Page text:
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Re: Reduce hops when privacy level allows to save Tor network bandwidth

On Thu, Nov 19, 2009 at 11:46 AM, Erilenz <erilenz@xxxxxxxxx> wrote:
> * on the Thu, Nov 19, 2009 at 07:43:01AM -0500, Andrew Lewman wrote:
>>> That's fine, as long as you're assuming that people only use Tor when they need
>>> strong anonymity. As soon as you realise that people who don't need strong
>>> anonymity are using it as well, your point fails. Whether or not they *should*
>>> be doing so is irrelevant. The options are:
>>> 1.) Ignore that they're doing it
>>> 2.) Prevent them from doing it
>>> 3.) Make their impact smaller when they are doing it
>>> I choos3.
>> You are going to BMW asking them to include features from Ford, because
>> you personally like some features found in Ford trucks.  If only BMW
>> cars would include these features, then you'd buy a BMW and stop
>> complaining about the lack of Ford features.
> That is the worse analogy I've ever seen. It's terribly constructed and
> doesn't bare even the slightest resemblance to what is being discussed.
> Please try again. Or don't.
>> This is the borderline definition of trolling.
> No it's not. I've not done anything which would suggest I was trolling.
> Random claims that somebody is trolling in order to discredit what they're
> saying ... now *that's* trolling.
>> Until the research shows less than three hops is as safe as the current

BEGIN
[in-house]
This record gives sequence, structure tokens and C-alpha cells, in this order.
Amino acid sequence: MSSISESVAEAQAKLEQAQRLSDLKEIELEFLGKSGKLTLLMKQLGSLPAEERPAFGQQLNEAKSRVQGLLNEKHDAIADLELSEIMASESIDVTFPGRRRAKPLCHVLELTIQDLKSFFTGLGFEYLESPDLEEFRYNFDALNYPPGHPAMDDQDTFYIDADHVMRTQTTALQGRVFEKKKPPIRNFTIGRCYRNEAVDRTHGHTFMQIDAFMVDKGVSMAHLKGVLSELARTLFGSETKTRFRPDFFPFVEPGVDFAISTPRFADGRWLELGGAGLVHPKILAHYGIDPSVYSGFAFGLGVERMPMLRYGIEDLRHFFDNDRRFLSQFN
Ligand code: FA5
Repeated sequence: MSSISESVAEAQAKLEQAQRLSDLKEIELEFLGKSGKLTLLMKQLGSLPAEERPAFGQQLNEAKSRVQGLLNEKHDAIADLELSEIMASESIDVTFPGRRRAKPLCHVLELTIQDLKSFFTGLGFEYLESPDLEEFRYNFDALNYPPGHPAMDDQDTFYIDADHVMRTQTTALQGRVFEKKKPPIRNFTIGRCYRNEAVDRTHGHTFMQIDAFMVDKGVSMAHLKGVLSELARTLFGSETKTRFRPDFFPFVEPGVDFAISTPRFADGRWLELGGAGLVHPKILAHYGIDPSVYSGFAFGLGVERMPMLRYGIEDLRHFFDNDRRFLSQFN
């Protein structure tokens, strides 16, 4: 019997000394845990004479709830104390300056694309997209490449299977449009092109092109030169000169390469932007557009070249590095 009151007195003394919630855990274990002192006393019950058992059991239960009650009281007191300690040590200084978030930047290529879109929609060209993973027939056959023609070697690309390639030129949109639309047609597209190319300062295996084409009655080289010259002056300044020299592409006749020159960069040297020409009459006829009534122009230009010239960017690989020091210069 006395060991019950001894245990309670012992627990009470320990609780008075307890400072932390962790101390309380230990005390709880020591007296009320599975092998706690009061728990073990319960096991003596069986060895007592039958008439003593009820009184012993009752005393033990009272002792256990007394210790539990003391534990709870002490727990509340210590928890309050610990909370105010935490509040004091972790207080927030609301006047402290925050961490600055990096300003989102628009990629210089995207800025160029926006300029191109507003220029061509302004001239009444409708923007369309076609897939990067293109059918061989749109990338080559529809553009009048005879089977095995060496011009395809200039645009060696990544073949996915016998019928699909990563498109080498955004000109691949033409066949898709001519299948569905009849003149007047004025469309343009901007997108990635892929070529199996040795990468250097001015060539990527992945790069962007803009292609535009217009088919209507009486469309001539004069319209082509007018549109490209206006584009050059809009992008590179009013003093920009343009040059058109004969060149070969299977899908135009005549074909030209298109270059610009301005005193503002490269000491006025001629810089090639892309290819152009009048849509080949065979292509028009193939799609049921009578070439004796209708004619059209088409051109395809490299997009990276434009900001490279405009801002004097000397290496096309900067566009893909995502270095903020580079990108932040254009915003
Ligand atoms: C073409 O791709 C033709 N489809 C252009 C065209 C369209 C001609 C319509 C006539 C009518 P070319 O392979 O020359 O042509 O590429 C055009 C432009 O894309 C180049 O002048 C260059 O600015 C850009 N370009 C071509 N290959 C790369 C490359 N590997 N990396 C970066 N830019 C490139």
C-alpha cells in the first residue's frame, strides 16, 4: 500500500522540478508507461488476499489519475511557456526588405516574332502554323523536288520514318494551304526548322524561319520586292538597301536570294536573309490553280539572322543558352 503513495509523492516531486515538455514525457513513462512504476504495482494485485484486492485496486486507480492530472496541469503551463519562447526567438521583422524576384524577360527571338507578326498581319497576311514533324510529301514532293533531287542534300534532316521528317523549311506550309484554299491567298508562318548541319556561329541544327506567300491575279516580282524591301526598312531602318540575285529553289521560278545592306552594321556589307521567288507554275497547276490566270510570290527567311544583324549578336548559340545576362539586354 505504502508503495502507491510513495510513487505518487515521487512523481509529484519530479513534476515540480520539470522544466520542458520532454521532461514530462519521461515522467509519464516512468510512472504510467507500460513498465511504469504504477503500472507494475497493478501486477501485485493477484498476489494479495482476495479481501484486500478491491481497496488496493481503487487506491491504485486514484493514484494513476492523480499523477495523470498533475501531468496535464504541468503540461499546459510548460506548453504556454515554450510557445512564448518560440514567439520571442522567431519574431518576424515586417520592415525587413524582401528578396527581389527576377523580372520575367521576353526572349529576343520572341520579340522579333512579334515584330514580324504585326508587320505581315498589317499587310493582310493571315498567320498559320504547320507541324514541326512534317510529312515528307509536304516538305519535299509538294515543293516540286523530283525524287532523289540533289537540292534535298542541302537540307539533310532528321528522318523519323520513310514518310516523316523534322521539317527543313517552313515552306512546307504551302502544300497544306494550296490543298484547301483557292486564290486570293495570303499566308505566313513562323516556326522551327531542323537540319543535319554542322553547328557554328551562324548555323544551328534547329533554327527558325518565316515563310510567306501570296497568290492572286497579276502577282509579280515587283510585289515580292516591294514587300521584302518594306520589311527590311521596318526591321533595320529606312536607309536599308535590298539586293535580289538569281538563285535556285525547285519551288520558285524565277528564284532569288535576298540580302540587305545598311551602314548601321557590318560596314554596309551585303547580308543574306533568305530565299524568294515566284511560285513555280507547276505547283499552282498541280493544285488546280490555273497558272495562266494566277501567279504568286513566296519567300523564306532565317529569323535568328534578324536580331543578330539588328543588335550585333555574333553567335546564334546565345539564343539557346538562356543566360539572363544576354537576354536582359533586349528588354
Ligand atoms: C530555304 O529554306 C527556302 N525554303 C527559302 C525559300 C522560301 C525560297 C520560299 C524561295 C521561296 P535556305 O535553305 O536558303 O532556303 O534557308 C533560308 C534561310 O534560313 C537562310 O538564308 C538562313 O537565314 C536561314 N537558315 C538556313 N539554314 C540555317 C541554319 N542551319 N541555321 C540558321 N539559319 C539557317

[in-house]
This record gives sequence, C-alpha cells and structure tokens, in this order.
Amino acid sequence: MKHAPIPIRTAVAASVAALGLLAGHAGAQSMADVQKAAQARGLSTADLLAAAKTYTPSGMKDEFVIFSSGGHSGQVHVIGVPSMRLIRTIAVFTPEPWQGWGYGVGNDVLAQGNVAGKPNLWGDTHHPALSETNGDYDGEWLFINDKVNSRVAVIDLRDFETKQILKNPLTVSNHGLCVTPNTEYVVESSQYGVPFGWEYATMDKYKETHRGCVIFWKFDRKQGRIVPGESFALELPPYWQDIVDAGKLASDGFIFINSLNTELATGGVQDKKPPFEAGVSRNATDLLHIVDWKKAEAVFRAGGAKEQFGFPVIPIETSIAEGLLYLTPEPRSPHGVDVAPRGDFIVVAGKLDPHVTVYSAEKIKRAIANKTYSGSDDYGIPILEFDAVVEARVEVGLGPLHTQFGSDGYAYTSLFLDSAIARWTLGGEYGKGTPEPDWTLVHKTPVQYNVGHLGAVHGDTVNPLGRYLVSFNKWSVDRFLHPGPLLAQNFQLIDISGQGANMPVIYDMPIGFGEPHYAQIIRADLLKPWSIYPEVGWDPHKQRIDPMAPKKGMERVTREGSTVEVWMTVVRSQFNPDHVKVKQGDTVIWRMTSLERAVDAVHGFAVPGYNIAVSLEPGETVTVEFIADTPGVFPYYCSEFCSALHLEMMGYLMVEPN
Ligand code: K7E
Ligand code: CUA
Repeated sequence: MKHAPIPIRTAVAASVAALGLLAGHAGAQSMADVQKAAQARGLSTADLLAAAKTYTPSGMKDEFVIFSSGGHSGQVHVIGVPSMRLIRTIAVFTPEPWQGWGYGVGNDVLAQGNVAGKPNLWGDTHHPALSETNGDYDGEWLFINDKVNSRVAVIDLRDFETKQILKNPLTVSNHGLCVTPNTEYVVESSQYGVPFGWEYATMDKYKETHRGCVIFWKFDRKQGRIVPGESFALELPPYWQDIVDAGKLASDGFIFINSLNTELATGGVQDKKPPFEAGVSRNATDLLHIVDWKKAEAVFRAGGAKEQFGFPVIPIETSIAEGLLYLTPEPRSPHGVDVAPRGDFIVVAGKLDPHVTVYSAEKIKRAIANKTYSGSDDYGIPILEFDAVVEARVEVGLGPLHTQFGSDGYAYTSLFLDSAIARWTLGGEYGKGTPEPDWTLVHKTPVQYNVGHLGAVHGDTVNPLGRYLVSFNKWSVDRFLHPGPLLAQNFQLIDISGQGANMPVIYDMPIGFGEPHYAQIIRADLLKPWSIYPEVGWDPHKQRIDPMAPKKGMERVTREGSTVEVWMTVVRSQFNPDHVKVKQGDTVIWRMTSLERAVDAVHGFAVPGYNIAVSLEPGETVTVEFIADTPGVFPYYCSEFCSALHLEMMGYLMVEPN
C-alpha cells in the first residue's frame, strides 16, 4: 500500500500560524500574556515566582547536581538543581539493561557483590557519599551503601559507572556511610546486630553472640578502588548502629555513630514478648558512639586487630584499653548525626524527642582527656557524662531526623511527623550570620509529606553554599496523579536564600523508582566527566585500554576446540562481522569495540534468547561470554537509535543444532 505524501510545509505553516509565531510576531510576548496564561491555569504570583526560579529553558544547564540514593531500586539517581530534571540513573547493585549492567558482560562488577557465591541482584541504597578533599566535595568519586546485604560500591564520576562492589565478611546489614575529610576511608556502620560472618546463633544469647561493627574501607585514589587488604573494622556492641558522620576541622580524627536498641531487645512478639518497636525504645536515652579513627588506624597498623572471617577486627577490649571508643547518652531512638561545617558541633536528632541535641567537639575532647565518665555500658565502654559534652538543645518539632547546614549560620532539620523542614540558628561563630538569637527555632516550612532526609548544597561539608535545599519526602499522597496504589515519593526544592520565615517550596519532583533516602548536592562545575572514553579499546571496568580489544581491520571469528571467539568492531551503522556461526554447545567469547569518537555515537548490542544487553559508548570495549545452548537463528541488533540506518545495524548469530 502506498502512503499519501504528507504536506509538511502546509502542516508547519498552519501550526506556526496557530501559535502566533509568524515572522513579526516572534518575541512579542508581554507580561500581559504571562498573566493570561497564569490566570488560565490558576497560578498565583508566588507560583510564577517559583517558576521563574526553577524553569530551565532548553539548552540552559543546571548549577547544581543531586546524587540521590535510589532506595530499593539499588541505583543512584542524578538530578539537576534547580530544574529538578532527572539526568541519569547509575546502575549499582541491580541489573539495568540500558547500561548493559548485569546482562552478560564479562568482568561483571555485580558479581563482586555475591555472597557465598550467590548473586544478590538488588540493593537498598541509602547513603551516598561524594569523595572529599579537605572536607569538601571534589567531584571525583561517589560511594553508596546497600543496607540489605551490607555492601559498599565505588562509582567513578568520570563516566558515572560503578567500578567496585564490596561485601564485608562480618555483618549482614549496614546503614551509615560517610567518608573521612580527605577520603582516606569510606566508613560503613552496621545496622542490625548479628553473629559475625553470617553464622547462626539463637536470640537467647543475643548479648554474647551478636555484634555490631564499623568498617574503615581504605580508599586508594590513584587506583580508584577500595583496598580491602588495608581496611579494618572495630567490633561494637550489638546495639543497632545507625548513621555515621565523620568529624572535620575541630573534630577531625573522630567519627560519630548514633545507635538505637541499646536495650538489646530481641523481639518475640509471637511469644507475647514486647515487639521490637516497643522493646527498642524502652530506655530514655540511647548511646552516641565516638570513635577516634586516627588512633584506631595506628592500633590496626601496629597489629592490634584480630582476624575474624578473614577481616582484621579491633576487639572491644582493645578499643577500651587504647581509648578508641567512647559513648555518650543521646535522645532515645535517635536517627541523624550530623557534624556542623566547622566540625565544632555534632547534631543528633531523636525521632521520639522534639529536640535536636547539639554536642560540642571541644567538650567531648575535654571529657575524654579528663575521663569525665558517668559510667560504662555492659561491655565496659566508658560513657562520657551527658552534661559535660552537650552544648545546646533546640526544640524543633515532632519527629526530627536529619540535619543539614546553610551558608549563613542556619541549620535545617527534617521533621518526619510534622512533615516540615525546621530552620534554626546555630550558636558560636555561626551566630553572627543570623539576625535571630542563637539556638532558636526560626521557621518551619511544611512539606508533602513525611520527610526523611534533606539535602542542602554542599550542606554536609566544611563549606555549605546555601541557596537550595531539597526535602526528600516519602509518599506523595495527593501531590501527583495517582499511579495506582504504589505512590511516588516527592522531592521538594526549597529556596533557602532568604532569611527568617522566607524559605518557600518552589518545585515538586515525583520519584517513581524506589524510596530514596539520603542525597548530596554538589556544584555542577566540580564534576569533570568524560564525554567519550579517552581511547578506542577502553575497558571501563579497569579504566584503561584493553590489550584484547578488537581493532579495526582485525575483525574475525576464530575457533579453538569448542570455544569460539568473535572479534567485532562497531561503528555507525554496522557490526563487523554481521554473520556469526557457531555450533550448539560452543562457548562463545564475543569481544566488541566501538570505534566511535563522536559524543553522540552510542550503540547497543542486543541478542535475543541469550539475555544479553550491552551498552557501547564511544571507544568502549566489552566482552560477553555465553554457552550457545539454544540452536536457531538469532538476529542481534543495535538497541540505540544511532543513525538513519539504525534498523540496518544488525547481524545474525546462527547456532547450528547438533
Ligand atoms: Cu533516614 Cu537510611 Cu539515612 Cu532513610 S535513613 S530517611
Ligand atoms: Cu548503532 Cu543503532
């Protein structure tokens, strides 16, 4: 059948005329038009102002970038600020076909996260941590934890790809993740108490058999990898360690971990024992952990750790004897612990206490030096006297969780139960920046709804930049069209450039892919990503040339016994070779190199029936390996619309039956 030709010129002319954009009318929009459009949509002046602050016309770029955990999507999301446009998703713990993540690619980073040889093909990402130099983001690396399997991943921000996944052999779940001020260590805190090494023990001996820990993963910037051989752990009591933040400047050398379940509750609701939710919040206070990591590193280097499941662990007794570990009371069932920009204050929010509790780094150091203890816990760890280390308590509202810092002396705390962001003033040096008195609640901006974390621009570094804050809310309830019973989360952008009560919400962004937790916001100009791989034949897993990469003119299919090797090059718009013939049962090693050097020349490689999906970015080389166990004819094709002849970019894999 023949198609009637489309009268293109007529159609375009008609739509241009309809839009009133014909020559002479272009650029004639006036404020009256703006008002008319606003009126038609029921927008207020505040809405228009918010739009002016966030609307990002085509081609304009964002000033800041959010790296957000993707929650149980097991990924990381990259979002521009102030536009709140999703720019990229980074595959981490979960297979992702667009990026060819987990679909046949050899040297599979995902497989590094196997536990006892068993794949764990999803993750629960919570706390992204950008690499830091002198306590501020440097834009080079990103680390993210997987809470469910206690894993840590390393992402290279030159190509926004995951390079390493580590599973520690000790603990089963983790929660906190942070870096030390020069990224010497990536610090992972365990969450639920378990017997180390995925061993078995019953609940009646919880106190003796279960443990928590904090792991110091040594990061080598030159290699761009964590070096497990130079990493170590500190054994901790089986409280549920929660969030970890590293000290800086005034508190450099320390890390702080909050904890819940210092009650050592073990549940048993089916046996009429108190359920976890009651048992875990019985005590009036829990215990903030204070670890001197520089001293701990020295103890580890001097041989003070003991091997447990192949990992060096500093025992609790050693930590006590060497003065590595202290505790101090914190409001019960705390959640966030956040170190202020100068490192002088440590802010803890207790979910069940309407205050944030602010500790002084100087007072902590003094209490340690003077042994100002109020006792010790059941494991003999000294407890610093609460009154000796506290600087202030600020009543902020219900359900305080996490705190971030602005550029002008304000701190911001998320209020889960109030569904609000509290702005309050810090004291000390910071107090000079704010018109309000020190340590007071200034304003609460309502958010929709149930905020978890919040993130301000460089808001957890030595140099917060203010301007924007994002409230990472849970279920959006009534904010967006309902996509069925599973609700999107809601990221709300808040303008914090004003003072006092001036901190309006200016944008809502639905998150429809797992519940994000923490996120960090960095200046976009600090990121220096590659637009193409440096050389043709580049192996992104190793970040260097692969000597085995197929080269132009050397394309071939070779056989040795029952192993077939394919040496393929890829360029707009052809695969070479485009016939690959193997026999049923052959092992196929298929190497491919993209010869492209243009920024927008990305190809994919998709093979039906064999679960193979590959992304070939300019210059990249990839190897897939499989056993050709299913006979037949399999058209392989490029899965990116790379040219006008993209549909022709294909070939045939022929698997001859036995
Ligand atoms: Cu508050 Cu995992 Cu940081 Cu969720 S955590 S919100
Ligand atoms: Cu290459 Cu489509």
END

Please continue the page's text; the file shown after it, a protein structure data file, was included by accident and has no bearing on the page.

>> three hops, we as the Tor Project are not changing the default number of
>> hops.
> Are you suggesting that I said something about changing the default number
> of hops? I explicitly stated the *opposite* of that. Your first language
> is English right?
>> If you want simple circumvention without strong anonymity, there
>> are ten thousand or so open proxies in the world, which are free.  If
>> you want strong anonymity, use Tor.  The current research on anonymity
>> networks is conveniently collected for you at
>> http://freehaven.net/anonbib/.
>> Cypherpunks write code.  Feel free to write code so you can screw your
>> own anonymity with the speed and efficiency you claim to want.  Others
>> have already done this; some even got talks at blackhat or defcon for
>> changing a line of code or two.  Google search has your answers.
> You keep talking as though it is *me* who wants this capability. For
> myself, I want a 3 hop circuit, but I want more bandwidth available to
> me. In order to get more bandwidth, I want those who *can* use a 2 hop
> circuit to do so.
> This is one of those ideal/practical arguments. Idealistically, Tor
> would only have 3 hop circuits and those who want "simple circumvention"
> wouldn't use it. That doesn't make it the practical truth of what is
> happening though.
> --
> Erilenz
> ***********************************************************************
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My question is: do you really think it would help? If people are using
Tor inappropriately (meaning they could get what they want with a
simple anonymous proxy), what are the chances they're going to have it
configured appropriately to reduce the bandwidth they use?

Also, is the number of relay's really the limiting factor? It seems to
me that the number of exit-nodes would be a bigger bottle neck, and
cutting down hop counts wouldn't help in this regard.


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